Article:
Guest blog: 3.10.2021


“People think that stories are shaped by people. In fact, it’s the other way around.”

— Terry Pratchett, Famous fantasy author

I have always been fascinated by the fact that many, especially successful products, and services have a story of how and where they were born. What values do they rely on and what kind of problem do they solve? At its best, how was the wonderful harmony of technology and design achieved? I decided to find out.

Because of the status quo in our lives, it has become smaller, quieter, and filled with simple routines. For many, our footprints have shrunk to blocks. Going to new places, meeting new people and doing new inspiring things have been absent for too long. Personally, I have tried to learn something from these restrictions. At least this sudden experience has given me an education in what aging will bring us, and certainly not the best aspects.

The Cambridge dictionary describes storytelling as, “The activity of writing, telling, or reading stories.” So, how does this apply to design?

Design is more than just finding the best way to convince someone to buy or make a product appealing. If a story behind a product is compelling, that will be the difference between someone glancing, and someone purchasing. Telling a story via design choices can make that difference manifest.

Design can use storytelling as a tool to build empathy and create a mood. The designer needs to be able to tell a story with cues like shapes, colors, materials and most importantly, the feel. How does it feel to touch, grip, and physically experience the product?

We are all made of stories

In an episode of the tv show “Modern Family,” one of the characters has a hard time selling gift wrap for a school project, until his stepdad comes in and says, “You are not selling gift wrap, you’re selling Christmas. The excitement of opening presents. The taste of eggnog.”

A design, to effectively tell a story, needs to create a world, generate a need, and introduce the solution. The storytelling goal is to create empathy in the user. It goes beyond picking pretty colors and shapes. Design helps support and elevate the story as well as the experience.

Design for seniors

An overall decline in physical and mental activity may result in visible and even drastic changes to our parent’s appearance, the standard of life, and emotional well-being.  The more aware we are of how aging can affect them, and what options are available to them as seniors and us as caring adult children, the better for all involved.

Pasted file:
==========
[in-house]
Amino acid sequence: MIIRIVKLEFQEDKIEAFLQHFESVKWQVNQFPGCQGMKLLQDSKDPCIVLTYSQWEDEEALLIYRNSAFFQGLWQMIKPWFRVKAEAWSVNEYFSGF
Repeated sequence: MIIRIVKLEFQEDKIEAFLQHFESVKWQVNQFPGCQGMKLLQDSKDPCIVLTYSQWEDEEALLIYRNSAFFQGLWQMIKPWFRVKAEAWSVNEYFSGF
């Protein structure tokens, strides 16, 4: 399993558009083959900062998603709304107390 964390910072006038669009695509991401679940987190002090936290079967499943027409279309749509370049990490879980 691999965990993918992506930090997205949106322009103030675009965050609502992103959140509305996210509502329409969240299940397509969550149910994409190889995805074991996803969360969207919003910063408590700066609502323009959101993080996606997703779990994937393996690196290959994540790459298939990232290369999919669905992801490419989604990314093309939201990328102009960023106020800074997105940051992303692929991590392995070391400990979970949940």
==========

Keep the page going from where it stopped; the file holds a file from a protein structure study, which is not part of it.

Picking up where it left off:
The global population is aging. In many industrial countries, almost one in five people are over age 65. As people age, gradual changes occur in vision, hearing, balance, coordination, and memory. Products, communication materials, and the physical environment must be thoughtfully designed to meet the needs of people of all ages. 

Designing for older adults is inclusive design: it accommodates a range of physical and cognitive abilities and promotes simplicity, flexibility, and ease of use for people of any age.

The principle of Wellspan Research and Design, Glen Hougan describes the state of senior design; “Too many of the products available to our senior population have that smell of a hospital about them or are cranky, stupid and tacky. They reflect an aging narrative that is often ageist and more reflective of our fear of aging”.

“Recognizing the need is the primary condition for design.”
– Charles Eames

Case Navigil

I had the opportunity to discuss about the design of Navigil 580 wellness wristwatch with company founder, CEO Matti Räty and Tapio Selby, Manager of Devices. Both have been deeply involved in product development of the Navigil 580 safety wristwatch and the advanced SaaS service that connects the user to family, loved ones and professional caregivers.

Matti Räty said that the idea of a Navigil safety wristwatch story got started when a close relative had a slip and fall accident and there did not seem to be a suitable tool for the person to call for help and monitoring the loved one’s recovery and wellbeing. This time it all ended well, because relatives went to see how the fallen person was doing earlier than scheduled. This happened in 2011 and at that time wearable monitors were massive, clumsy and with limited features.

Tapio Selby continues that there was a clear need for a wristwatch that would be stylish and good looking. It should be something that seniors would be proud to wear, without being labelled as “old” and “patients”.

To combine top tech with classy design was a big challenge. The watch had to look smashingly good but also be highly functional in all conditions. I learned that top technology, especially the internal antenna was hard to fit into such a small device. Also, when designing the products first generation, they had to decide what features should be in the product and what features should not. A comprehensive consumer survey was conducted to decide the precise needs of the users.

One of the important skills in engineering and designing a new product is making tough decisions about how to weigh the risk of a feature with its potential value add and to make the call as to whether it should be in the first generation, or a later version.

The Navigil 580 is in its 3rd generation and is now the world’s smallest analog wristwatch with LTE-M mobile phone, GPS location, activity and wellness indicators monitoring with wireless beacon features. All this in a timeless classic look!

Design matters

Businesses can reach a wide audience with their design choices. By including a story in their design, they’ll be able to be heard above the noise and create an engaging, iconic product.

#ShareAndCare #Navigil #AgeIsAdventure


Design enthusiast, health writer and oldest son.

”Dad was my first hero”